Tuesday, 20 September 2011

Cat on a Wet Tin Roof

Making the Frugal House Watertight

Yesterday dawned fine and bright. The workmen arrived at 8.30am, the rain  arrived at 8.45am!

We're in Scotland, we expect these things. Besides, it didn't exactly pour down, it was more of a steady drizzle that kept the inquisitive cat indoors while work continued in making the frugal house watertight for winter.

By lunchtime, most of the foam-filled tin sandwich that had been our flat roof was piling up in the back garden awaiting its next adventure. Who knows how long it has been sitting up there, above our kitchen!

This roofing should be able to get recycled into a new roof for the outbuilding or some other such project.

Around lunchtime, the drizzling rain decided to stop and the day brightened up a bit, thankfully! This allowed the pitch of the 'flat' roof to be altered slightly, then the new wood decking was fitted before felting began.

The rain was threatening to return by 5pm, but the roof was 99% watertight with a layer of felt and the edges torched down at the joins.
Temperatures aren't too low at nights yet, so the 6" gaps around the overhang wouldn't cause much of a problem. Luckily, the swallows have long, since, finished nesting, otherwise they would have been straight into the kitchen, the way they did every time the door was left open during summer! Had it been any earlier in the year, I'd have been hiding from wasps and bees!

That was yesterday. Thankfully, today dawned bright and sunny, so we are hoping for progress in leaps and bounds.

The leaves on the trees at the bottom of the garden are gradually turning to russet and falling to the ground. There are a few evergreens, so we won't lose all colour or shelter down by the hen run, but it is going to look quite bare soon. For now, I'll make the most of what is still growing and prepare for 2012.

While work progresses on the back roof, Floppity bunny is confined to her hutch. It was too wet for her to venture out last night, so I'm sure she'll be desperate for a run around tonight.

I really must organise more stockproofing for next year's veggies, though, as I can't begin to imagine how any of the newly planted carrot seeds will germinate after the number of times she has dug up the bed. I'll say that I'm hopeful of seeing some carrots grow, but won't go as far as saying that I'm confident.

The strawberry runners are rooting nicely in their pots, but some have already been snipped from their mother plants, compliments of... yes, you guessed it.... Floppity! The only things she doesn't seem to be  interested in at the moment are the pumpkins! My guess is that even she couldn't manage a whole one on her own!
I need to bake a loaf of bread today, but the kitchen is kind of off limits on account of the men on the roof. If anyone is visiting this afternoon, expect a breadmaker to be set up in the livingroom.


  1. The roof would make a great pig sty. We have barn Swallows that reside in our cow shed every Summer. Then they pack their bags and fly off to South Africa. All this because they live on insects!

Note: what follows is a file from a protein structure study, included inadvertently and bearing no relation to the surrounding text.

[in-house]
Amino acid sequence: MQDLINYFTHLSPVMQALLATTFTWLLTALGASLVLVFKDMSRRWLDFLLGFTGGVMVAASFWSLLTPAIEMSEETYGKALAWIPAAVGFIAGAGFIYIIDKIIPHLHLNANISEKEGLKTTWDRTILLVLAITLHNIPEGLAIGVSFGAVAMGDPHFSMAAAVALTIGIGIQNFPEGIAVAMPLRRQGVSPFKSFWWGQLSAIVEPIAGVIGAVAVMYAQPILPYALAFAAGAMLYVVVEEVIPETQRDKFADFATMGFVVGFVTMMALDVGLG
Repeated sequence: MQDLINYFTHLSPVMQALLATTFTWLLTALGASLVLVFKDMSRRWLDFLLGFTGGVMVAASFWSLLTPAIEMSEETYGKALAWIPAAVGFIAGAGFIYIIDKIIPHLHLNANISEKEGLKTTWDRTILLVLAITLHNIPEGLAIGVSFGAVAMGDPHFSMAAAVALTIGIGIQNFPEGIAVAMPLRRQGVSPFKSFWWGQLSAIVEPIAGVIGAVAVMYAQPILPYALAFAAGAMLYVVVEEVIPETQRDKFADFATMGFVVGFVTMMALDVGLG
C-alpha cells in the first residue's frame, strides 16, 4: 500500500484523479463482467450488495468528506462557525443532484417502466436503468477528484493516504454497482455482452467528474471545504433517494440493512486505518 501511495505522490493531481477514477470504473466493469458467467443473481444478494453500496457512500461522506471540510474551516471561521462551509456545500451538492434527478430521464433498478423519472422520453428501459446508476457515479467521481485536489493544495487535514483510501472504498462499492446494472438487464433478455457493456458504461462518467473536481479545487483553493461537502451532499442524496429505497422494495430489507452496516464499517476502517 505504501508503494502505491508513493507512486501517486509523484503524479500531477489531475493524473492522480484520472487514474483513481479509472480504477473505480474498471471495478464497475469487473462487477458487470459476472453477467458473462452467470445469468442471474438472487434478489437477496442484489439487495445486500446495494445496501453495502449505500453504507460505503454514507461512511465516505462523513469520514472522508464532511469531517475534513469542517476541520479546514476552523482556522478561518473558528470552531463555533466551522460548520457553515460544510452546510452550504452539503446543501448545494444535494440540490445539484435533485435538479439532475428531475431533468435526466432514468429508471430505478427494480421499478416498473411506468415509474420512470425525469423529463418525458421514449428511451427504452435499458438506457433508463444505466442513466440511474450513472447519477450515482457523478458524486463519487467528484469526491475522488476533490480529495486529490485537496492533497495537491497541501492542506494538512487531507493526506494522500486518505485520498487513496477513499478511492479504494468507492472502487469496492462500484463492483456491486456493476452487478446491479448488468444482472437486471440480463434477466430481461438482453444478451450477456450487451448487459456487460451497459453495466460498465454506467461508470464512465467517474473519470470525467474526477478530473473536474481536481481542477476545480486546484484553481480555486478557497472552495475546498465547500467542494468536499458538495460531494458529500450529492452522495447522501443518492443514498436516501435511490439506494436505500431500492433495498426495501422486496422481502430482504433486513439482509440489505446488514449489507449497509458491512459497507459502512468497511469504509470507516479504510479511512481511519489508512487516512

2. That's really funny, Dave, especially when you consider what they just came off... rumour has it that our flat roof extension is converted stable and/or sty. LOL

  3. I too have a cheeky bunny, or two...
    Merlin is my veggie muncher, he has access to sage and parsley not to mention millions of dandies, but his very fave is runner bean leaves! He is a daft so and so!

  4. Linzi, our bunny would live in the garden fulltime if we let her, so once things get up and running properly in Frugaldom, everything will need to be bunny-proofed. Floppity steals the runner bean leaves and the peas, I'm sure she must upset her own stomach at times, as I've even caught her among the rhubarb leaves!

  5. From my experience of living in a wet climate (Ireland) torch-on felt is not the best solution, for it becomes porous after about 10 years.

  6. Thanks for your comment, Heron's View, but the roof is now almost completed and it is being done on what little budget we have.

    Rather than pointing out what's not the best solution, would you care to suggest what you would you have done in same situation?

  7. Ah! The weather is one of the factors that can slow down construction. Good the thing the weather suddenly turned better. How long did it take you to finish the whole project?

    Kermit Lukacs

  8. Ask in about another year and I'll let you know if we're anywhere near completed. It's a long, slow process doing an eco-renovation on such a tiny budget. LOL

  9. That’s quite an experience! The weather is really one factor to consider when doing roof jobs. The good thing was, the weather cooperated the next day so it was much comfortable to work. How’s your roof, by the way? I hope it’s all done by now so you to enjoy baking in your kitchen again. ;-)

    Richard Boles

  10. I wanted to thank you a lot more for your amazing website you have developed here. It really is full of useful tips for those who are seriously interested in this specific subject, especially this very post.

    Brisbane Roofing Company

    1. Thanks for your attempt at free advertising on my blog, doubt it'll help anyone as we are in Scotland. LOL


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